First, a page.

Nutrition is the fuel to success

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Illustration by Estefania B. Alonso

Students should start with smart morning meal, professor says.

By Te Keyshia Johnson

sac-ranger@alamo.edu

Eating a healthful breakfast and choosing smart snacks will help students to fuel up their brains for a successful semester from beginning to end, said Eleanor Skelley, a biology professor who teaches nutrition at Palo Alto College.

Students who have a nutritious morning meal are fully awake and able to concentrate on what professors are teaching throughout the day.

“If you had a meal a few hours earlier, you are more likely to be alert and able to pay attention to what’s going on, and to think, than if you are sitting there with an empty stomach — or gut, I should say,” Skelley said.

She said an ideal breakfast includes carbohydrates to keep blood sugar up, protein to avoid an insulin response that drops blood sugar and good fats that have soluble vitamins and other nutrients.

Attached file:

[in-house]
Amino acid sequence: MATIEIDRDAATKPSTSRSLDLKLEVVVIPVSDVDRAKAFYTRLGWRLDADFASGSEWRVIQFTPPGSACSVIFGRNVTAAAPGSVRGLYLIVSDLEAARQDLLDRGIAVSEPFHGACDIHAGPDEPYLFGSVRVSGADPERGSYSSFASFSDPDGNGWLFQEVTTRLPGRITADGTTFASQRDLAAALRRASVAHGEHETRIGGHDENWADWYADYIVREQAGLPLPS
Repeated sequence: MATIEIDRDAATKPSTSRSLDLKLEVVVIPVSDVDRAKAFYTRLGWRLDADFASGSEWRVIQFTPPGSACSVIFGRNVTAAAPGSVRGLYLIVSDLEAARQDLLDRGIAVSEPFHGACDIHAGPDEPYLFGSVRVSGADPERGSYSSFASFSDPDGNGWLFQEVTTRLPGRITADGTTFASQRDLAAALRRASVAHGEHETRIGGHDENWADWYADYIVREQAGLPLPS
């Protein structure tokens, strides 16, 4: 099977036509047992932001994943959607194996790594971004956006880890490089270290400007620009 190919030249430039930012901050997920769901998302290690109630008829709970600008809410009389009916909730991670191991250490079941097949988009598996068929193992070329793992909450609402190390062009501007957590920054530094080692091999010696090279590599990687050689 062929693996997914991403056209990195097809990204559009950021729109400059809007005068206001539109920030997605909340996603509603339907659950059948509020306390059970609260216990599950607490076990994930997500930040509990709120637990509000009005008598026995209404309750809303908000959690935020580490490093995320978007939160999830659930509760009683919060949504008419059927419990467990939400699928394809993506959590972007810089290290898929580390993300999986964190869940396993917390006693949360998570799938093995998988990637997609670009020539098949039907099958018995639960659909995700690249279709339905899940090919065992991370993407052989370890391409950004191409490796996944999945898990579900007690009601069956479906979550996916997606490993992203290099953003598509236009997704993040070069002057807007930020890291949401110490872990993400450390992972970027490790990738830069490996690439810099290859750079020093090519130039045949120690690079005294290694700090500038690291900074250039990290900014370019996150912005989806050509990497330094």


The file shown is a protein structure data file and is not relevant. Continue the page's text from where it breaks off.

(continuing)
Good examples of a nutritious breakfast would be egg whites, toast with light butter and various types of fruits, Skelley said.

Business sophomore Jimmy Sulaica begins his day with a comparable menu.

“I like eating toasted wheat bread with peanut butter and banana slices for breakfast,” he said. “It really gets me started in the mornings, especially for my 8 a.m. accounting class.”

Halfway through the semester, many students might feel overwhelmed due to homework, studying, writing, reading and other demands.

Once they enter finals week, the stress skyrockets and students may crave something unhealthy, like a juicy bacon and cheeseburger with fries and a soda.

However, by eating a nutritious snack or meal, students will probably feel more energized and less stressed out about classes, Skelley said.

When students are studying late nights for a quiz, they might get hungry for a snack such as chips, cookies or other junk food.

But there are better choices.

“Walnuts and nuts are a good choice because they have a lot of nutrients that are good for you, other than chips where you are taking in a lot of sodium instead of vitamins and nutrients,” Skelley said.

She explained vitamins and nutrients from walnuts and other nuts help students stay more focused on studies, whereas eating a whole bag of chips will slow them down from focusing, which results in drowsiness.

College students should think of it as fueling their body with nutrients for a healthy and successful semester.

“My students always say, ‘Healthy doesn’t sound like fun to me,’ but I always respond, ‘Well, does sick sound like fun? … I don’t think so,’” Skelley said.

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